The medical center also defended its approach to balancing protections for employees' beliefs with patients' access to legal care.

UVM Medical Center could lose federal funding if it refuses to change its policies.

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Thursday, August 22, 2019

Catholic Diocese Names 39 Priests 'Credibly Accused' of Sex Abuse in Vermont

Posted By on Thu, Aug 22, 2019 at 3:25 PM

Bishop Christopher Coyne at Thursday's press conference - SASHA GOLDSTEIN
  • Sasha Goldstein
  • Bishop Christopher Coyne at Thursday's press conference
In seeking to atone for the lengthy history of sexual misdeeds by clergy, the Roman Catholic Diocese of Burlington released a report Thursday morning that details the names and biographies of 39 priests since 1950 who have been credibly accused of abusing children in Vermont.

“These sins of the past continue to haunt us,” Bishop Christopher Coyne told reporters during a press conference at the diocese headquarters on Joy Drive in South Burlington. “These shameful, sinful and criminal acts have been our family secret for generations.”

Last November, a committee of seven men and women began reviewing thousands of documents related to 52 clergy members who’d served in Vermont since 1950 and who had been accused of abuse.

The committee considered three criteria to determine whether a priest was credibly accused: whether the allegation was "natural, plausible and probable"; corroborated by other evidence; or admitted to by the accused.

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Tuesday, May 21, 2019

During Evangelist's Swing Through Vermont, Picketers Greet His Flock

Posted By on Tue, May 21, 2019 at 10:10 PM

Protesters outside Champlain Valley Expo - DEREK BROUWER
  • Derek Brouwer
  • Protesters outside Champlain Valley Expo
A rainbow-themed welcome wagon greeted the thousands who drove to Champlain Valley Exposition on Tuesday to hear evangelist Franklin Graham's star-spangled message of sin and salvation. 

Fifty or so picketers bearing LGBTQ pride flags, bodysuits and hoodies flanked the entrance to the Expo grounds in an eccentric, polite protest of the preacher's anti-gay positions. One man played an accordion.

Rebecca Roose tied a pride flag around her neck like a cape and held a fluorescent sign that offered "Free hugs for sinners."

"I don't believe in the hate he is spewing, and I needed to do something, even though I have protest fatigue," she said.

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Monday, May 20, 2019

Protest Planned at Franklin Graham Event in Essex Junction

Posted By on Mon, May 20, 2019 at 7:36 PM

Franklin Graham's tour buses at Perkins Pier on Monday - SASHA GOLDSTEIN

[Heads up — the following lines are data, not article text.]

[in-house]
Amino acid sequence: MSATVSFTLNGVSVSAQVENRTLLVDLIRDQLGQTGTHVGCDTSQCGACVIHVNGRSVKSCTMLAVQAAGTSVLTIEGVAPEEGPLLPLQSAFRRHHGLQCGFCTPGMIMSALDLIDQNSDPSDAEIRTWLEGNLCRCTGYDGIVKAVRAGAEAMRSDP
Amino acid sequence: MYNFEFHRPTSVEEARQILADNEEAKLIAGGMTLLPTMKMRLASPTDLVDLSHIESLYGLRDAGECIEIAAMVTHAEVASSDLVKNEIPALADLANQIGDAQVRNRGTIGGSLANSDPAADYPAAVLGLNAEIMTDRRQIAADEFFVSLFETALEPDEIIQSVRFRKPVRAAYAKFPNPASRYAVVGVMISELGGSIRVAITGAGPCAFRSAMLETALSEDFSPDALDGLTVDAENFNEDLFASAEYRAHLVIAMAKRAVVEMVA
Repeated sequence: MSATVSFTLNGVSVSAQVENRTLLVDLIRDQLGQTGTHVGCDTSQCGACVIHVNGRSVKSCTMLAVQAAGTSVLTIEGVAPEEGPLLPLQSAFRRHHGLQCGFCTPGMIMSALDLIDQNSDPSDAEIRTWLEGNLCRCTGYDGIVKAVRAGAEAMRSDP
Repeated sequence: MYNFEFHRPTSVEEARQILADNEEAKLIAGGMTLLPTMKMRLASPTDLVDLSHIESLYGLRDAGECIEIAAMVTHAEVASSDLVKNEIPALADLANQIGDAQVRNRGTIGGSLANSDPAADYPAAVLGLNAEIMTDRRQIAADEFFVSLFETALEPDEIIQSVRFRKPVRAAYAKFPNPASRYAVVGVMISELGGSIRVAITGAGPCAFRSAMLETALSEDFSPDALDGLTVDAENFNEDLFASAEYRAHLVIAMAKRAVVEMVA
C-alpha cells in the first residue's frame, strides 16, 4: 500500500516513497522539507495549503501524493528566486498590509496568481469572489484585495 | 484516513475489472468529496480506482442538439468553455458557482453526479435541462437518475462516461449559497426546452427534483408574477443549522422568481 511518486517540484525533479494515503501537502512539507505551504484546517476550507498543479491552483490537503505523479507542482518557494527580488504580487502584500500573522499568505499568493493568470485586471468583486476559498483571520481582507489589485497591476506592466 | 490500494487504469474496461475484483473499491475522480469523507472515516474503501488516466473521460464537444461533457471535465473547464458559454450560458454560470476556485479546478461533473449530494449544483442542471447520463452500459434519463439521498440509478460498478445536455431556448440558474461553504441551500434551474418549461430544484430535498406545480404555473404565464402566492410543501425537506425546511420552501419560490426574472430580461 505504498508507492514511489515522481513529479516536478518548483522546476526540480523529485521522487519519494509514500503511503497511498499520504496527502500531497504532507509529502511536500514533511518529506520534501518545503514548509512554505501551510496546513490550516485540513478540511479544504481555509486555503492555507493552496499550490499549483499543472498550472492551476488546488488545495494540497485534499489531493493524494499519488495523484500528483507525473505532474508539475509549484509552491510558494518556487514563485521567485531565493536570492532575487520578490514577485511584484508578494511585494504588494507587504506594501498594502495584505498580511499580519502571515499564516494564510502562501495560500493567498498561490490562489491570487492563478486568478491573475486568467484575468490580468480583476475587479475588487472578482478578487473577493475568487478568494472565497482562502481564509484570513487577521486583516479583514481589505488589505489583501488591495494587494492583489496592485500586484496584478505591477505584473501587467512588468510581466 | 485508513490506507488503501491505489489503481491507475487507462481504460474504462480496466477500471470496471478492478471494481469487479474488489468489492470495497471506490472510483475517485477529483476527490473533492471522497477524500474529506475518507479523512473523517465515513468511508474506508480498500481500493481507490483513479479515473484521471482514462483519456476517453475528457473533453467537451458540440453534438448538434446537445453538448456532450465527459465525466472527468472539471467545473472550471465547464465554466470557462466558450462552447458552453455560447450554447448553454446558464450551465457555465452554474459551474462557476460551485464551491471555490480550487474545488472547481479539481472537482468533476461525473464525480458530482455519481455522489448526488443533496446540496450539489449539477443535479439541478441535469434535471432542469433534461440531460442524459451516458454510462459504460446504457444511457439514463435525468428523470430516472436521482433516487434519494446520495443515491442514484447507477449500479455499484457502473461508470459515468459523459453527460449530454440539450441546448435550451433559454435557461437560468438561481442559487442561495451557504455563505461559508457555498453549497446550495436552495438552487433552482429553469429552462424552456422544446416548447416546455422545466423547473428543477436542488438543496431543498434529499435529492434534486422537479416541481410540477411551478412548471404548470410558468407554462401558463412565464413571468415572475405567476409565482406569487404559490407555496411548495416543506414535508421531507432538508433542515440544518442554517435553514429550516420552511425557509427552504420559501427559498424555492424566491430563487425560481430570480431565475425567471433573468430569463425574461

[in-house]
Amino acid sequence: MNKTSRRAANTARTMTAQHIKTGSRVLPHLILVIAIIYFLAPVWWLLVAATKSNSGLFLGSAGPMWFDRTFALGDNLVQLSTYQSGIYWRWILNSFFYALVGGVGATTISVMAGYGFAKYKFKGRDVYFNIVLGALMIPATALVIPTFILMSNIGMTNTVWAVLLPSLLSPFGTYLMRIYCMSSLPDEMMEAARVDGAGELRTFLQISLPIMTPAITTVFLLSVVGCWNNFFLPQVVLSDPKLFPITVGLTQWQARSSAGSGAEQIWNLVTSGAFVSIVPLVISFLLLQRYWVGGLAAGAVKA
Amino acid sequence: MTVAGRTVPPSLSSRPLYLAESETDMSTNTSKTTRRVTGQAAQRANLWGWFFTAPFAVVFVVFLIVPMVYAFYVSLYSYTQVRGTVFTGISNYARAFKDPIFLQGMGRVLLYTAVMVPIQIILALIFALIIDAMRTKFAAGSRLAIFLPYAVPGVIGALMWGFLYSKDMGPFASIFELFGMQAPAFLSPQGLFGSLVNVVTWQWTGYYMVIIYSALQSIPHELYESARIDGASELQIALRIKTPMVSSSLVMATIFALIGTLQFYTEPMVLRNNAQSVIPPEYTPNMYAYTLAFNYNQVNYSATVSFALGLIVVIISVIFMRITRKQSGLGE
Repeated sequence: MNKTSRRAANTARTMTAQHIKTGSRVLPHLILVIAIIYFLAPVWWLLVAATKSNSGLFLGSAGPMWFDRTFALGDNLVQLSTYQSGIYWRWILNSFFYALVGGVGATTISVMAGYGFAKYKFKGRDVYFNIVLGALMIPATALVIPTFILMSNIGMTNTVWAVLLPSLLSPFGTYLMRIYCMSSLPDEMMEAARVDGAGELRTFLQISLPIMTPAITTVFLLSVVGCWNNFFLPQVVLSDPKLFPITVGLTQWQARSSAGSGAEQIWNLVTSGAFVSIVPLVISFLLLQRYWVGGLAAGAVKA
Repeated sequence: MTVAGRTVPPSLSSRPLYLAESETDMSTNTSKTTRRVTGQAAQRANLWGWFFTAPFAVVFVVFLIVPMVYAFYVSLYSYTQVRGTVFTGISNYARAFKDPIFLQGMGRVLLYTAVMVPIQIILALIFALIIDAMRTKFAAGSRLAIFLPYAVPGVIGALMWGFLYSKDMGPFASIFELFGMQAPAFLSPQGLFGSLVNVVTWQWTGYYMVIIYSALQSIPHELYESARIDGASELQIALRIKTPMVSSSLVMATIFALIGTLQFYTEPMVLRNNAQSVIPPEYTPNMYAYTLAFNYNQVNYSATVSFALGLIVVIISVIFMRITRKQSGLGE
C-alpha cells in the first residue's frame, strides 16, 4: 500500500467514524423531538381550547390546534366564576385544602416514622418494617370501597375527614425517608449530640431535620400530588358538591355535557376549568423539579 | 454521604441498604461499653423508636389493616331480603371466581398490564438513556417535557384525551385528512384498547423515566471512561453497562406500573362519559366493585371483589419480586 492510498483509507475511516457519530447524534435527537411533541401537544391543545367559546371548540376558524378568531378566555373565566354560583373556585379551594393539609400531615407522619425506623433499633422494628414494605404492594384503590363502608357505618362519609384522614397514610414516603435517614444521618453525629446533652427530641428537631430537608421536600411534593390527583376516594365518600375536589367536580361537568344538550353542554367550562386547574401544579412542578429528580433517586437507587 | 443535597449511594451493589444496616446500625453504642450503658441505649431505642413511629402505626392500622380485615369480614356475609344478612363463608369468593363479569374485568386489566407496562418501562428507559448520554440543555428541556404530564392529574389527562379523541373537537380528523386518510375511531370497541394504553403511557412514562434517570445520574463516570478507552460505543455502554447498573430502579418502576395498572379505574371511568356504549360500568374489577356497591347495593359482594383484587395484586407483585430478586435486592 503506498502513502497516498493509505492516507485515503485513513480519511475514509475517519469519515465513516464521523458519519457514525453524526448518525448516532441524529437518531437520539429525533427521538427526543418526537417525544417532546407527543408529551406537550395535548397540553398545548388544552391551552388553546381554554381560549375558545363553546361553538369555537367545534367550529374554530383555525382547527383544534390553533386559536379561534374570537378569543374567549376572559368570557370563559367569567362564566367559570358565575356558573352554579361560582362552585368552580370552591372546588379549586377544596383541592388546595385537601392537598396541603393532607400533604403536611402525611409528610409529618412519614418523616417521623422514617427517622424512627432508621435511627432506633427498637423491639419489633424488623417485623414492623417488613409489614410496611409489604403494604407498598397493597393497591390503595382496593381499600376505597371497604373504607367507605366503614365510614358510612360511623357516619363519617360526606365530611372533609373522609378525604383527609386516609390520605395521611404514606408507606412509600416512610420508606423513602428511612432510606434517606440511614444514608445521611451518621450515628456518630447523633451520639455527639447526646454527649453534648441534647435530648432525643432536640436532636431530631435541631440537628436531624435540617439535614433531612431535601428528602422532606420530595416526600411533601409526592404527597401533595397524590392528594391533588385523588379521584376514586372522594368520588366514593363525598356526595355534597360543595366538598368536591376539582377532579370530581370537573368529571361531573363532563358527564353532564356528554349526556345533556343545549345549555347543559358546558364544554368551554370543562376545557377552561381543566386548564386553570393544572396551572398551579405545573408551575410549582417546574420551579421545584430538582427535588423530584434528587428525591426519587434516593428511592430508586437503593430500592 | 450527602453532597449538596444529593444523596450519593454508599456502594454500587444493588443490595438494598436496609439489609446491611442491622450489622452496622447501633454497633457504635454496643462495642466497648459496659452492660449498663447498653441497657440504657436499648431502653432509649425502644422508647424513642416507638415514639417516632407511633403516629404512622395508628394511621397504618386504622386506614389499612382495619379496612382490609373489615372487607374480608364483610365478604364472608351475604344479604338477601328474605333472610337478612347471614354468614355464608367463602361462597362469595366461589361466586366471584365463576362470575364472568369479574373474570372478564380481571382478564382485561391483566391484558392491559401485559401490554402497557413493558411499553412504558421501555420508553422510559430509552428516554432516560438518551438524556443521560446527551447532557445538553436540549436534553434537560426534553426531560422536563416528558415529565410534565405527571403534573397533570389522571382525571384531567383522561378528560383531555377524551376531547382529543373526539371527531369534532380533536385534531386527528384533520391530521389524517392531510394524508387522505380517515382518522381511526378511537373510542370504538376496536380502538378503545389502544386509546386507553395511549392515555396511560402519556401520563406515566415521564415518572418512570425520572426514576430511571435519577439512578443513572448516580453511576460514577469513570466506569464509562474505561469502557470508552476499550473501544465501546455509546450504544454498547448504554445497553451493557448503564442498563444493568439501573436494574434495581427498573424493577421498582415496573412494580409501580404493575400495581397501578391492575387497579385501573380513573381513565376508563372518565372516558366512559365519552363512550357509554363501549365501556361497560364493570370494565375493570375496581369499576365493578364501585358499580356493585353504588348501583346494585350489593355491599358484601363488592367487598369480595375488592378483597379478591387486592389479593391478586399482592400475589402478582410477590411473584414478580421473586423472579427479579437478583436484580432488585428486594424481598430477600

• Sasha Goldstein
  • Franklin Graham's tour buses at Perkins Pier on Monday
Protesters plan to picket outside a Tuesday evening event by celebrity evangelist Franklin Graham that's expected to draw thousands to the Champlain Valley Exposition.

Graham, son of the late Billy Graham, preaches a politicized form of evangelical Christianity that's outspokenly anti-LGBTQ. He's also described Islam as an "evil" religion and suggested that God helped President Donald Trump defeat Hillary Clinton in 2016. He supports so-called conversion therapy.

"He's not just a Christian evangelist," said protest organizer Carol Price, of Bristol. "He does have an underside, and that is hate speech and intolerance."

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Thursday, January 10, 2019

Catholic Diocese Reviews Sexual Abuse Allegations Involving 52 Priests

Posted By on Thu, Jan 10, 2019 at 10:12 PM

Bishop Christopher Coyne - DEREK BROUWER
  • Derek Brouwer
  • Bishop Christopher Coyne
A lay committee created by the Roman Catholic Diocese of Burlington has identified 52 former or deceased priests accused of sexually abusing children in Vermont. The names of those with substantiated allegations against them will be released as soon as next month, Bishop Christopher Coyne said Thursday night at St. Mary's Church in St. Albans.

About 75 people attended the first in a series of what the bishop calls public town hall meetings around the state this month.

The meetings are being held as the diocese faces a fresh investigation led by the Vermont Attorney General's Office into decades-old abuse of children at the former St. Joseph's Orphanage in Burlington.

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Wednesday, October 10, 2018

Bishop Coyne to Empanel Committee to Examine Abuse Claims

Posted By on Wed, Oct 10, 2018 at 12:03 PM